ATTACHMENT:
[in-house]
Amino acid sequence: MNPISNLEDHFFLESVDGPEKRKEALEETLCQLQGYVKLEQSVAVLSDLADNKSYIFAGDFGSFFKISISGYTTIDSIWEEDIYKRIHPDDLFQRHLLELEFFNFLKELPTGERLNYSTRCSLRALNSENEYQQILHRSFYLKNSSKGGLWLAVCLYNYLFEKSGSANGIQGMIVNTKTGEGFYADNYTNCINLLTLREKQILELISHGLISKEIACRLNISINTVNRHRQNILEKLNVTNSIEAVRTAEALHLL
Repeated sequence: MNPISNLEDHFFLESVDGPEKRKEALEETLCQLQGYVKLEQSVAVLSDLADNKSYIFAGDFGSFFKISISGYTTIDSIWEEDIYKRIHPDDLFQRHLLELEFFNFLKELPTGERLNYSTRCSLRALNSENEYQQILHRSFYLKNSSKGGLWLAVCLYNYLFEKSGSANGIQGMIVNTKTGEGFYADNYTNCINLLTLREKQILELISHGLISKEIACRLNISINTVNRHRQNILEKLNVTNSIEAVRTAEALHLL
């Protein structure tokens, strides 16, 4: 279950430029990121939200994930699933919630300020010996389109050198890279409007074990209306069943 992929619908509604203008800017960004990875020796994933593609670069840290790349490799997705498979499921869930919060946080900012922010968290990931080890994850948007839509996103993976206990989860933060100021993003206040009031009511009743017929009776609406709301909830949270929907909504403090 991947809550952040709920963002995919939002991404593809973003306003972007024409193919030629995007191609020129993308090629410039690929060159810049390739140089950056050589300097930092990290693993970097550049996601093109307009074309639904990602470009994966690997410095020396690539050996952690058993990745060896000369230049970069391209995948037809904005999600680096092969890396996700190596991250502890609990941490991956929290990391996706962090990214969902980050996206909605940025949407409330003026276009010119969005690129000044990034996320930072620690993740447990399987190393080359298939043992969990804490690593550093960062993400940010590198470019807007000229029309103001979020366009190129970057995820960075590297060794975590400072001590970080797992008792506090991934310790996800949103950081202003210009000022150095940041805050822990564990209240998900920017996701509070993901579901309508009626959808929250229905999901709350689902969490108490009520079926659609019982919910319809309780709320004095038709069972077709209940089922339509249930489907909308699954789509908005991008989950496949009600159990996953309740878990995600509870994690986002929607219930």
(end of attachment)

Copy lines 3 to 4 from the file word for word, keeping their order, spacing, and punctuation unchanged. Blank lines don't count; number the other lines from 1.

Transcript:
Repeated sequence: MNPISNLEDHFFLESVDGPEKRKEALEETLCQLQGYVKLEQSVAVLSDLADNKSYIFAGDFGSFFKISISGYTTIDSIWEEDIYKRIHPDDLFQRHLLELEFFNFLKELPTGERLNYSTRCSLRALNSENEYQQILHRSFYLKNSSKGGLWLAVCLYNYLFEKSGSANGIQGMIVNTKTGEGFYADNYTNCINLLTLREKQILELISHGLISKEIACRLNISINTVNRHRQNILEKLNVTNSIEAVRTAEALHLL
């Protein structure tokens, strides 16, 4: 279950430029990121939200994930699933919630300020010996389109050198890279409007074990209306069943 992929619908509604203008800017960004990875020796994933593609670069840290790349490799997705498979499921869930919060946080900012922010968290990931080890994850948007839509996103993976206990989860933060100021993003206040009031009511009743017929009776609406709301909830949270929907909504403090 991947809550952040709920963002995919939002991404593809973003306003972007024409193919030629995007191609020129993308090629410039690929060159810049390739140089950056050589300097930092990290693993970097550049996601093109307009074309639904990602470009994966690997410095020396690539050996952690058993990745060896000369230049970069391209995948037809904005999600680096092969890396996700190596991250502890609990941490991956929290990391996706962090990214969902980050996206909605940025949407409330003026276009010119969005690129000044990034996320930072620690993740447990399987190393080359298939043992969990804490690593550093960062993400940010590198470019807007000229029309103001979020366009190129970057995820960075590297060794975590400072001590970080797992008792506090991934310790996800949103950081202003210009000022150095940041805050822990564990209240998900920017996701509070993901579901309508009626959808929250229905999901709350689902969490108490009520079926659609019982919910319809309780709320004095038709069972077709209940089922339509249930489907909308699954789509908005991008989950496949009600159990996953309740878990995600509870994690986002929607219930």